The Easter Bunny stopped by Nana and Grandad’s house, and the boy found all seventeen of his hidden Easter eggs (or so we were told when he woke us up; apparently he found one and decided there must be more, and undertook his own egg hunt before anyone else got up). There was a basket of presents at the breakfast table, too, and the boy cheerfully opened the Owlet’s gifts as well as his own, being absolutely delighted by the tiny girl onesies, sleepers, and dresses. The Owlet now has a decent selection of clothing, what with the new stuff in the Easter basket, the sleepers Ceri’s mom brought up (thank you, Carmel!), and the box of family stuff from my cousin’s two little girls.
This seems as good a time as any to say that while we appreciate the slew of offers of baby clothing and general baby stuff, we did have a baby ourselves six years ago, and so we’re pretty set. We know there will be token gifts of new things, and every baby should have something new, but as much as we appreciate everyone’s generosity we really don’t need boxes of baby clothes. We’re set for equipment as well (and this is where I give a wholly deserved shout-out to Leah, who passed along equipment to replace some of ours that we initially borrowed, that we lent and wore out after seven kids, or came back broken). Of course, if there are one or two special pieces of clothing you want to offer us because you think they’re adorable and deserve to be worn by someone else again, that’s fine and we would be touched, but general bags and boxes of stuff really aren’t necessary.
In other clothing news, I finished one of the knitted origami baby shoes, and am an inch away from finishing the squares for the second one:
We have hit the third trimester and the Owlet is doing just fine. My last ultrasound, scheduled specifically to investigate for high-risk issues, discovered that I am actually less close to preterm labour than I was a month ago, so my doctor is very pleased indeed with my treatment. People keep telling me somewhat dismissively that I’m not very big at all, which I’m sure is a compliment in their view, but I’m just about the size I was when the boy was born so I’m actually a month ahead of where I was last time. I’m so petite that the bump may not seem big to them in comparison to other women who are larger than I am to start with (which is, let’s be honest, 99% of the female population), but taken within context of my body size and shape it’s big. The baby is right on schedule for her gestational age, too. I’ve grown out of two or three pairs of my go-to maternity pants… no, not grown out of, actually; it’s more that my shape has shifted and so the cut no longer sits comfortably, so they have to be cycled to the bottom of the box of maternity clothes, woe! The weather is finally warming up, so I dipped into the box of summer stuff to get a break from the same old clothes I’d been wearing for the last four months. I’m glad it’s just about warm enough to leave jackets open, too, because my polar fleece is about ten days away from no longer zipping up at all.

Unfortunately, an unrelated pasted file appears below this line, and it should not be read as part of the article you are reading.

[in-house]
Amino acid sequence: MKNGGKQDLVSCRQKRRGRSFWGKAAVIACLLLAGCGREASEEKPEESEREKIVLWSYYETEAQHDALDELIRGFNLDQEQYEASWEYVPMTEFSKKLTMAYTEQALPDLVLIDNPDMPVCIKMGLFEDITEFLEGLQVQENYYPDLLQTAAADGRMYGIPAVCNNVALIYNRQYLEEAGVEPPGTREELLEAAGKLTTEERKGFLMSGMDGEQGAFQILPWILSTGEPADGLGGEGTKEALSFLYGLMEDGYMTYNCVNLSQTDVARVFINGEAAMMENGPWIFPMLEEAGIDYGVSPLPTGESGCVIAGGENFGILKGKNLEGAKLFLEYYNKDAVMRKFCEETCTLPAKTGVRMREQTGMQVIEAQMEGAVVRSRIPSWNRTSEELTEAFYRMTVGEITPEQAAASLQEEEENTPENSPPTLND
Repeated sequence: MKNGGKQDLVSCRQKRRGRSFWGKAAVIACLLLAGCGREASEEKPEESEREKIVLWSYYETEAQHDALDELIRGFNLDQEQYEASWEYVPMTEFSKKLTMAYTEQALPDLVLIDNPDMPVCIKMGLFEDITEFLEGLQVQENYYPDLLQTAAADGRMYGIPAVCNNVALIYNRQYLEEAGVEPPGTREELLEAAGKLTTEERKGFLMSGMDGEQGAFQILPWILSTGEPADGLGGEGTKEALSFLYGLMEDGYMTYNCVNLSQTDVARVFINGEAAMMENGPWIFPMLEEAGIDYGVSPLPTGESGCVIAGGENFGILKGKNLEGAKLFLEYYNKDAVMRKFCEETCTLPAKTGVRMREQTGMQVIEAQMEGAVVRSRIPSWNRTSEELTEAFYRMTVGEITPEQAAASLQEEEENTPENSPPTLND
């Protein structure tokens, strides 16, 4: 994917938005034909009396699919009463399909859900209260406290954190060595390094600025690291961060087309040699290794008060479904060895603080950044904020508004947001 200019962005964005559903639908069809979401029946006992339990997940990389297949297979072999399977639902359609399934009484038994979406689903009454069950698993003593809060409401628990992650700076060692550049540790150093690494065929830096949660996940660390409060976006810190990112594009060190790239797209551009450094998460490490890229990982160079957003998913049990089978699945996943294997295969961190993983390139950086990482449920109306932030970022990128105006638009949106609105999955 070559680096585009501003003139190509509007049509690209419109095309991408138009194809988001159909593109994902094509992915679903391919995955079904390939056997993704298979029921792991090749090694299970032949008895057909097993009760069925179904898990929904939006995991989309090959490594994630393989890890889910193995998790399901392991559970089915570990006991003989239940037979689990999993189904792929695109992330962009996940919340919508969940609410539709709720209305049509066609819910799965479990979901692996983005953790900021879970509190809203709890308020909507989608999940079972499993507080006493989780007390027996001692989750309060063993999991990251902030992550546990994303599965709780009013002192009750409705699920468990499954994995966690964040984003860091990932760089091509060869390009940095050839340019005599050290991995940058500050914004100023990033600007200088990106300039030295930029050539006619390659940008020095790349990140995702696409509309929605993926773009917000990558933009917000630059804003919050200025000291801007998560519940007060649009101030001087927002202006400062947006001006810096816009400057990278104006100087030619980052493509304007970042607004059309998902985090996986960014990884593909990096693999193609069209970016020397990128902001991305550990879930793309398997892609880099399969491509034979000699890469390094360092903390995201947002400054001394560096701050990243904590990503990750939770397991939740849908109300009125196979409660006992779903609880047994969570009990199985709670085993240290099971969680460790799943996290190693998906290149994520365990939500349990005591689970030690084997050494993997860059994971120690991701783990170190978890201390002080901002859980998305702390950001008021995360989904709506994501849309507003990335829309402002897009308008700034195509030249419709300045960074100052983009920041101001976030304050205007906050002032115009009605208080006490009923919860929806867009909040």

It’s hard to believe that at this point last time, I was five weeks away from a baby. At least this time the book gets handed in three months ahead of our due date, instead of a month. (And yes, I am knocking away on my wooden desk as I type that.) Funny story: We got new music last week at orchestra, among it Die Fledermaus overture. We sightread it and I frowned, asking our principal if we’d played this before, and she confirmed that we had. The sheet music looked like it had a note or two on it in my handwriting, in fact, but while it was familiar, I couldn’t remember ever having performed it. Upon consultation with the rest of the section after the rehearsal, it turns out that this piece was part of the mostly-Tchaikovsky programme we presented six years ago for Canada Day, a programme that was personally awful for me because of key signatures and rhythms, and, coincidentally, I ended up missing because I delivered a premature baby two and a half weeks before the concert. We found this very amusing, since it’s been programmed again when I’m pregnant. If anything happens, I will personally blame Johann Strauss Jr.